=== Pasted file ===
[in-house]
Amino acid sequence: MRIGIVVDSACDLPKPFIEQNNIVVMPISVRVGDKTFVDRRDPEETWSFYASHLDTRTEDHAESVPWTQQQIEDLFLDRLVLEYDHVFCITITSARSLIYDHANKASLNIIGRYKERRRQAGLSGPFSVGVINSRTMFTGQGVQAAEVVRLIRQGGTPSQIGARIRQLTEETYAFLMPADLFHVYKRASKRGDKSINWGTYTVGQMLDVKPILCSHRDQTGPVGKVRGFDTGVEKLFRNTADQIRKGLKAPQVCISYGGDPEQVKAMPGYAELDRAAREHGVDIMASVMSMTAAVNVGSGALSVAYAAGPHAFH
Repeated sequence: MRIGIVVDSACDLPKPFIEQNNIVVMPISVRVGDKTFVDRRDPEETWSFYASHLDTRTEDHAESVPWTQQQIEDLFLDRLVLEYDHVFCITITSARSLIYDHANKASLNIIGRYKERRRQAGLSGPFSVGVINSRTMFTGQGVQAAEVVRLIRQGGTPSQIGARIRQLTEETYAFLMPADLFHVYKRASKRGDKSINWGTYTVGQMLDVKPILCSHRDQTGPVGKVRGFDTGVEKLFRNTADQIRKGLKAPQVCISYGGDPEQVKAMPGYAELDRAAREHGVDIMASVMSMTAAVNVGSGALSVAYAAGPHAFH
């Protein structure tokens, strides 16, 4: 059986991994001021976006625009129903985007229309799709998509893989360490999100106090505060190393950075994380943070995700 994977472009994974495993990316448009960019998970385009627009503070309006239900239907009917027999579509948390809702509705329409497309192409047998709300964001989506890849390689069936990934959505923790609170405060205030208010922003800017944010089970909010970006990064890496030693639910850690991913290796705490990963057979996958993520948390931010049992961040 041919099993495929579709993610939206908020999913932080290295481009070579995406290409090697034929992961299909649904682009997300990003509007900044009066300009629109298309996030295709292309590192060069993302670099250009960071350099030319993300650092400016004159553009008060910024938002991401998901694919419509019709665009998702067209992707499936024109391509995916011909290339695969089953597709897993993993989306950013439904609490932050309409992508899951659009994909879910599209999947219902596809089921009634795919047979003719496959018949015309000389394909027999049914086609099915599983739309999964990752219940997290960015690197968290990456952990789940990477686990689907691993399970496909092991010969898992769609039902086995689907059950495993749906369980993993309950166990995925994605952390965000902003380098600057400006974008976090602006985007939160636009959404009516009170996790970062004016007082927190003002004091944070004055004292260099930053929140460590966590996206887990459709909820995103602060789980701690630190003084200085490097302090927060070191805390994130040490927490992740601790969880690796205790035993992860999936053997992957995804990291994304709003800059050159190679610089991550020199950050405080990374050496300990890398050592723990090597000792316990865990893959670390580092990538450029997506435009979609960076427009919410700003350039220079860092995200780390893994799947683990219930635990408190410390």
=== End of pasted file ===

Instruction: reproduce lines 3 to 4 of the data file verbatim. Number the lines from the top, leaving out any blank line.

Repeated sequence: MRIGIVVDSACDLPKPFIEQNNIVVMPISVRVGDKTFVDRRDPEETWSFYASHLDTRTEDHAESVPWTQQQIEDLFLDRLVLEYDHVFCITITSARSLIYDHANKASLNIIGRYKERRRQAGLSGPFSVGVINSRTMFTGQGVQAAEVVRLIRQGGTPSQIGARIRQLTEETYAFLMPADLFHVYKRASKRGDKSINWGTYTVGQMLDVKPILCSHRDQTGPVGKVRGFDTGVEKLFRNTADQIRKGLKAPQVCISYGGDPEQVKAMPGYAELDRAAREHGVDIMASVMSMTAAVNVGSGALSVAYAAGPHAFH
């Protein structure tokens, strides 16, 4: 059986991994001021976006625009129903985007229309799709998509893989360490999100106090505060190393950075994380943070995700 994977472009994974495993990316448009960019998970385009627009503070309006239900239907009917027999579509948390809702509705329409497309192409047998709300964001989506890849390689069936990934959505923790609170405060205030208010922003800017944010089970909010970006990064890496030693639910850690991913290796705490990963057979996958993520948390931010049992961040 041919099993495929579709993610939206908020999913932080290295481009070579995406290409090697034929992961299909649904682009997300990003509007900044009066300009629109298309996030295709292309590192060069993302670099250009960071350099030319993300650092400016004159553009008060910024938002991401998901694919419509019709665009998702067209992707499936024109391509995916011909290339695969089953597709897993993993989306950013439904609490932050309409992508899951659009994909879910599209999947219902596809089921009634795919047979003719496959018949015309000389394909027999049914086609099915599983739309999964990752219940997290960015690197968290990456952990789940990477686990689907691993399970496909092991010969898992769609039902086995689907059950495993749906369980993993309950166990995925994605952390965000902003380098600057400006974008976090602006985007939160636009959404009516009170996790970062004016007082927190003002004091944070004055004292260099930053929140460590966590996206887990459709909820995103602060789980701690630190003084200085490097302090927060070191805390994130040490927490992740601790969880690796205790035993992860999936053997992957995804990291994304709003800059050159190679610089991550020199950050405080990374050496300990890398050592723990090597000792316990865990893959670390580092990538450029997506435009979609960076427009919410700003350039220079860092995200780390893994799947683990219930635990408190410390």